Schooner Grace Bailey in Camden Harbor (2014)

Grace Bailey in Camden Harbor (2014)

[Camden Harbor] The most common American vessel type was the two-masted coasting schooner. Developed in the mid-to-late 18th century, they reached a more or less standard form by the mid-19th century, a design that continued to be built into the first decades of the 20th century. A major feature in the two-masted schooner was the presence of a centerboard. Tens of thousands were built and operated throughout the U.S. in the 19th and early 20th centuries. All three were in the Camden Windjammer tourist fleet as of 2015.

The “freight trucks” of their time, the they carried coal, bricks, iron ore, grain, oysters, and other bulk products. Only two other two-masted coasting schooners survive in the United States: Lewis R. French (1871) [see Rockland] and  Governor Stone (1877) [Florida in 2015]. All but the Governor Stone are in the Camden/Rockland Windjammer tourist fleet in 2015.*

High Street Historic District

[Roughly High Street between Main Street and Sherman Point Road, and Junction of Main Street and Atlantic Avenue] The District, a long irregularly shaped 65-acre area bisecting High Street (U.S. Route 1), includes portions of Eaton, Harbor, Sea, and Upper High Streets. The residential area contains 61 historic properties. Buildings in the district share compatible characteristics of scale, materials and siting, offering examples of architectural styles of the 19th and early 20th centuries. The earliest, modest in scale and detail, date from about 1800. Later styles include Federal period, Greek Revival and Queen Anne. The Colonial Revival style is found in the 1928 Camden Public Library.* [A complete description of the district may be found at (accessed January 14, 2015)]

Norumbega and the Norumbega Carriage House

[High Street] Norumbega, in the High Street Historic district, is one of the great late nineteenth century villas of the Maine coast. Erected by Joseph B. Stearns at a cost of $100,000, it was built between 1886 and 1887 from plans by G. B. Jennings, a New York architect. It was designed in the popular Queen Ann style of the 1880’s with its emphasis on picturesque effect and varied surface treatments. The house has walls of roughly faced cobble stones with brick and wooden trim. The principal façade, composed of three sections, faces west toward Route One. The central section rises three stories.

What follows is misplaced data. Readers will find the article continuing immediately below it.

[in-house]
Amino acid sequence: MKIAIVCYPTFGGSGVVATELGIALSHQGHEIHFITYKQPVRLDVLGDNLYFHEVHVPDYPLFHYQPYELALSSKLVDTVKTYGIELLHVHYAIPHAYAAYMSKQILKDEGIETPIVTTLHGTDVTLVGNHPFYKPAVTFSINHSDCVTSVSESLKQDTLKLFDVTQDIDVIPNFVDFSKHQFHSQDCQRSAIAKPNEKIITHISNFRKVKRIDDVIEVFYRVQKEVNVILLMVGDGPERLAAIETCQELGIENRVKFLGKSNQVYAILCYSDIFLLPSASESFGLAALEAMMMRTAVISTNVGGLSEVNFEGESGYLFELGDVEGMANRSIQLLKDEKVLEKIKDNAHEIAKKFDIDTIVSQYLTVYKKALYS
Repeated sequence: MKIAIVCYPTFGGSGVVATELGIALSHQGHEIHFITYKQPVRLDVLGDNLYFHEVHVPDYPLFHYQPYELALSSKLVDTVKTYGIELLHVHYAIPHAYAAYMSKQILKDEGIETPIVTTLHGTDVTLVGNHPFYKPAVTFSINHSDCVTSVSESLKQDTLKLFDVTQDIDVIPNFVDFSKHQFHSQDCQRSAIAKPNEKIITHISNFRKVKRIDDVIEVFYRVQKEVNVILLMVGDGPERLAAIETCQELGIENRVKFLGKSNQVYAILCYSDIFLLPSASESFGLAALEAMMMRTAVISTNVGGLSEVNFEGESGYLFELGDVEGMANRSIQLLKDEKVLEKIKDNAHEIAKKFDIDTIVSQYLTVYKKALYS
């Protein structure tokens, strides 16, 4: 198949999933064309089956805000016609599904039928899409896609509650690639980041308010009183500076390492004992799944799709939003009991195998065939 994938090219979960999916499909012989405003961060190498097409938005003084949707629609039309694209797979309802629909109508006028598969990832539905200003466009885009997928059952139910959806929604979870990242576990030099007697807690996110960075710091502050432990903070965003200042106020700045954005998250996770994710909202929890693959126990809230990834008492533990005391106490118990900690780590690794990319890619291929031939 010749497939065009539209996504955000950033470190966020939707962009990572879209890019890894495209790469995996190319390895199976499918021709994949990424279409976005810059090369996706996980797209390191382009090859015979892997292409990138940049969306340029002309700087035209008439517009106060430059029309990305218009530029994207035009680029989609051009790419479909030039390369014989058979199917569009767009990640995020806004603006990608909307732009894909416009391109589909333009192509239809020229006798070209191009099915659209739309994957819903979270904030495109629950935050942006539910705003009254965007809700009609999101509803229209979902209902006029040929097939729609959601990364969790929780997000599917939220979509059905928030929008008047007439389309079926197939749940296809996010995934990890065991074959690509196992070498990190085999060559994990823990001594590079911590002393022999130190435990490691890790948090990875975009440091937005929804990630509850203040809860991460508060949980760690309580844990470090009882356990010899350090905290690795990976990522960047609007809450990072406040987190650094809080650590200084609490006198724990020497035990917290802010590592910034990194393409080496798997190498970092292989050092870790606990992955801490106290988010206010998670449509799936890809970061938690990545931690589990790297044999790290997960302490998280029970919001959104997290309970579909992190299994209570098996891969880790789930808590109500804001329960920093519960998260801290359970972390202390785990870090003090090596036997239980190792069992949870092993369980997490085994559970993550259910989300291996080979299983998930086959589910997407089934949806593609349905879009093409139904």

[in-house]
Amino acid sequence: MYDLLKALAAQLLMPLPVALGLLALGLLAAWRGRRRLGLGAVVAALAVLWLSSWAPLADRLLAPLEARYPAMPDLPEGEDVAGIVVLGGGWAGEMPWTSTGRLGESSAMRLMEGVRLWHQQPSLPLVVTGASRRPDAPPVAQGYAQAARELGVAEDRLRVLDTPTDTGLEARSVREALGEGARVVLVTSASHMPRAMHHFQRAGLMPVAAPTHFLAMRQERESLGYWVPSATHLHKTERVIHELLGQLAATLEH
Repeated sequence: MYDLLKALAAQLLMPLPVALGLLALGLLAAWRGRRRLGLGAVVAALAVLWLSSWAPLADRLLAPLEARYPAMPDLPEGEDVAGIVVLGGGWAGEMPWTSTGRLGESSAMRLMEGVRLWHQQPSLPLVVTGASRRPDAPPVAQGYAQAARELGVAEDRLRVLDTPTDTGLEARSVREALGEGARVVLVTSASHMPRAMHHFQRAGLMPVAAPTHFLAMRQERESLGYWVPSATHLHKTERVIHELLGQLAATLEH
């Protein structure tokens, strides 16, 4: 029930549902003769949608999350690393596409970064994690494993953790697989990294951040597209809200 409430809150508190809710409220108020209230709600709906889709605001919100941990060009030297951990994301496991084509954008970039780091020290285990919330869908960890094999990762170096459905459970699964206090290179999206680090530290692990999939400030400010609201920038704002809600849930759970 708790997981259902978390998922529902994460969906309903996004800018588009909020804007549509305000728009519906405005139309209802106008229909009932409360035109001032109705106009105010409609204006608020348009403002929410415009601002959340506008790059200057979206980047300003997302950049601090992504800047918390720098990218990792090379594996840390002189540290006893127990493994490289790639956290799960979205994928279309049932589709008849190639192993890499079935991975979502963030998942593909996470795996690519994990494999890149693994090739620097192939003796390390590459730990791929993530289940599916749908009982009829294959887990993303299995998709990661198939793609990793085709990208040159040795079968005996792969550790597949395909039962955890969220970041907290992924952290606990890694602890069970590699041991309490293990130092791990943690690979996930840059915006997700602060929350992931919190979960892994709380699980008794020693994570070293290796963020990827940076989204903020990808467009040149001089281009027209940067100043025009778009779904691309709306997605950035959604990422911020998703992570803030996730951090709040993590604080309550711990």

Norumbega (2013)

Norumbega (2013) @

Norumbega Carriage House (2013)

Norumbega Carriage House (2013) @

The Norumbega Carriage House, built in, or shortly after, 1886, is a remarkable building in the Queen Anne style, complementing the main house “Norumbega.” The 2 1/2  story carriage house is of field-stone and frame construction, cross-gabled roofs, shingled siding (except where stone is exposed), and a tall tower attached to the east corner of the building.

Although originally part of the “Norumbega” estate, the Carriage House is now separately owned. Designed, like Norumbega, by Arthur B. Jennings, the Carriage House is unique, reflecting the opulence and taste of the wealthy summer residents of the period.*


Schooner Surprise (2014)

Schooner Surprise (2014)

[(schooner-yacht), Camden Harbor] Built in 1917-18 by the Rockport, Massachusetts shipyard of Waddell Brothers, the Two Masted Schooner Surprise was designed by the noted naval architect Thomas F. McManus (1856-1938. It is one of only seven schooner yachts known to have been designed by McManus, who is thought to have produced over 450 designs for vessels.

Unlike the two-masted working schooners noted above, Surprise is believed to be the first “fisherman type” schooner yacht built, conforming to the design and strength of Grand Banks fishing schooners. In 1986 a substantial rebuilding was completed. It included the installation of a new engine, and the redesign of the interior to provide accommodations for passengers. How ever, the vessel’s most significant design characteristics, including hull form, deck plan, sail plan, and materials were retained. It sails in the windjammer fleet out of Camden.*

Camden Post Office (2012)

Camden Post Office (2012)

US Post Office

[Chestnut Street]The Post Office was built in 1913, one of thirty-three new post offices throughout the United States that year. It was one of the first buildings designed by Oscar Wenderoth as Supervising Architect for the U. S. Treasury.

His buildings characteristically employed Renaissance Revival stylistic details and the post offices designed during this administration brought the ideals of the Beaux-Arts movement to small cities and towns.*


[(Yacht), Camden Harbor] Built in 1912 for Connecticut businessman Chester W. Bliss, the two-masted Yacht Wendameen is a vessel now employed in the coastwise passenger excursion business. Designed by the nationally-noted naval architect John G. Alden and built by the Adams Shipbuilding company of East Boothbay, she is considered to be one of the earliest and best surviving examples of her design. After a period of neglect, it was rehabilitated and returned to service in 1990.*